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CNW:2850:0001 Writing at the End of the World (Art and Craft of Writing about Politics) - Claymore, Fall 2021: Home

Resources to support the research and writing within Gabriela Claymore's Writing at the End of the World, Fall 2021

Search Terms

Searching a library catalog or database does not always follow the same method as Google or other search engines. You will get the best results on InfoHawk+ if you search using subject headings from the Library of Congress.

But how do you find them? Scrolling down in an item's record in InfoHawk+ will typically show the subject headings used and can provide search clues. Some useful subject headings for CNW:2850 are listed below. 

The Perch

In the mood to browse? Check out The Perch and its online guide. The Perch is home to the most recent issues of literary journals and magazines of news, commentary, and opinion. Many of the publications referenced in this guide can be found there on the first floor of Main Library, across from the new books section.

Finding Books on WorldCat

WorldCat (or world catalog) searches the holdings of libraries all around the world. If InfoHawk+ doesn't have what you are looking for, try WorldCat - it contains over 2 billion records for items! And many of those items are available for you to borrow through Interlibrary Loan.

Use the "Libraries worldwide that own item" link to see which libraries have the items you want. You can then "Request item" from the link on WorldCat. Not everything that you see on WorldCat can be borrowed, but it's worth checking into!

Search for an item in libraries near you:
WorldCat.org >>

Research tips

The resources listed in this guide will help you find information to inspire your writing for CNW:2850. Resources range from popular interest magazines to scientific databases and organizations.

Each database will have tips and hints on how to use it. Don't be afraid of tutorials and help buttons!

If you have questions or problems, contact your librarian!

Can't I just Google it?

Google is a familiar tool but there are other options that will make collegiate-level research much easier (and professor-approved!). This infographic charts the pros and cons of Google, Google Scholar, and library databases. Each one is useful in its own way. This course guide will help make you more comfortable with doing non-Google research.

Infographic of Google, Google Scholar, and databases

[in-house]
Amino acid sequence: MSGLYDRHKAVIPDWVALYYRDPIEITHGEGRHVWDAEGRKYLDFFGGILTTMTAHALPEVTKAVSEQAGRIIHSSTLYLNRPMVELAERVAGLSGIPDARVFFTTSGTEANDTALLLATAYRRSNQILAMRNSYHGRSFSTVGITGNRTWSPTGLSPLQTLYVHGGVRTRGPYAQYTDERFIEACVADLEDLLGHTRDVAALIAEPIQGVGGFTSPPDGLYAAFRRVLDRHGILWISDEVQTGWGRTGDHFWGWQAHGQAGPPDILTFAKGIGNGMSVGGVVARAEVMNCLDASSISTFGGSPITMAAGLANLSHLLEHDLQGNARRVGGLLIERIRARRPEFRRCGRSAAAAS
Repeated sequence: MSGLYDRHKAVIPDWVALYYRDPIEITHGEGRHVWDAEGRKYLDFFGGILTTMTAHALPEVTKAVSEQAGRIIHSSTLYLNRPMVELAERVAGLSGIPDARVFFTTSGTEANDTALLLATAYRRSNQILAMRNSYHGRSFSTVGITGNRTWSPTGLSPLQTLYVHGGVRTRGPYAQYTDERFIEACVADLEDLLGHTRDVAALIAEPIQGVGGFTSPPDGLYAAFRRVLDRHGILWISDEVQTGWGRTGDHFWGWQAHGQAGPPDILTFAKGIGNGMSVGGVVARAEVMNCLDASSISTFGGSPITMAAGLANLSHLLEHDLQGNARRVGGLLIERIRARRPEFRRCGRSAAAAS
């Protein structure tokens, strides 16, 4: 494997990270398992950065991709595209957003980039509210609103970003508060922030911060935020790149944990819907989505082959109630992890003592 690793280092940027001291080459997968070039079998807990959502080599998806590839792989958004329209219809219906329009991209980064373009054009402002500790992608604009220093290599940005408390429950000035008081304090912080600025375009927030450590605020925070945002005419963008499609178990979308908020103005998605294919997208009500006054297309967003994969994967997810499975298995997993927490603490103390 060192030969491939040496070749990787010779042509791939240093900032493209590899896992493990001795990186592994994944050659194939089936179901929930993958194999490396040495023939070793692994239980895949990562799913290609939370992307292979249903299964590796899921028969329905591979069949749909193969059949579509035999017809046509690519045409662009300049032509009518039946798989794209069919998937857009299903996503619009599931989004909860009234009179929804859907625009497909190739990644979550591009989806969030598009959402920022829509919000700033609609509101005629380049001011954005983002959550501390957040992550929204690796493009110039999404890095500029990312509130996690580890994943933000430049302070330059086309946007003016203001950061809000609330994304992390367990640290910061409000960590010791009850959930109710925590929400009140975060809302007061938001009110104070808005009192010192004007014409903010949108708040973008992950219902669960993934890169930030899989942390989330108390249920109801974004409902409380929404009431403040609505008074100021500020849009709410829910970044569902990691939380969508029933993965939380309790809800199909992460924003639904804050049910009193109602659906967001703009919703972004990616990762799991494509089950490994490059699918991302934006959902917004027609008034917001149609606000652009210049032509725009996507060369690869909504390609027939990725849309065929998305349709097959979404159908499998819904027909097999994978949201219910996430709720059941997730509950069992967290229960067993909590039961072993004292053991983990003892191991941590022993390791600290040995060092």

Created by McMaster University Library. Used under Creative Commons license. Original found at https://library.mcmaster.ca/research/how-library-stuff-works.

Reverse Engineering Research

Using "Los Angeles Notebook" by Joan Didion as our sample, can we recreate ways to research the Santa Ana winds? What prompted her? What questions did she ask? What is left out in order to tell the story?

Librarian

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Rita Soenksen
Contact:
The University of Iowa Libraries
100 Main Library
Iowa City, IA 52242
(319) 467-4617

Land Acknowledgement

The University of Iowa is located on the homelands of the Ojibwe/Anishinaabe (Chippewa), Báxoǰe (Iowa), Kiikaapoi (Kickapoo), Omāēqnomenēwak (Menominee), Myaamiaki (Miami), Nutachi (Missouri), Umoⁿhoⁿ (Omaha), Wahzhazhe (Osage), Jiwere (Otoe), Odawaa (Ottawa), Póⁿka (Ponca), Bodéwadmi/Neshnabé (Potawatomi), Meskwaki/Nemahahaki/Sakiwaki (Sac and Fox), Dakota/Lakota/Nakoda (Sioux), Sahnish/Nuxbaaga/Nuweta (Three Affiliated Tribes) and Ho-Chunk (Winnebago) Nations. The following tribal nations, Umoⁿhoⁿ (Omaha Tribe of Nebraska and Iowa), Póⁿka (Ponca Tribe of Nebraska), Meskwaki (Sac and Fox of the Mississippi in Iowa), and Ho-Chunk (Winnebago Tribe of Nebraska) Nations continue to thrive in the State of Iowa and we continue to acknowledge them.

 

Click here for the Acknowledgement of Land and Sovereignty from the UI Native American Council.

Native-Land.ca

Native Land (https://native-land.ca/) strives "to map Indigenous lands in a way that changes, challenges, and improves the way people see the history of their countries and peoples."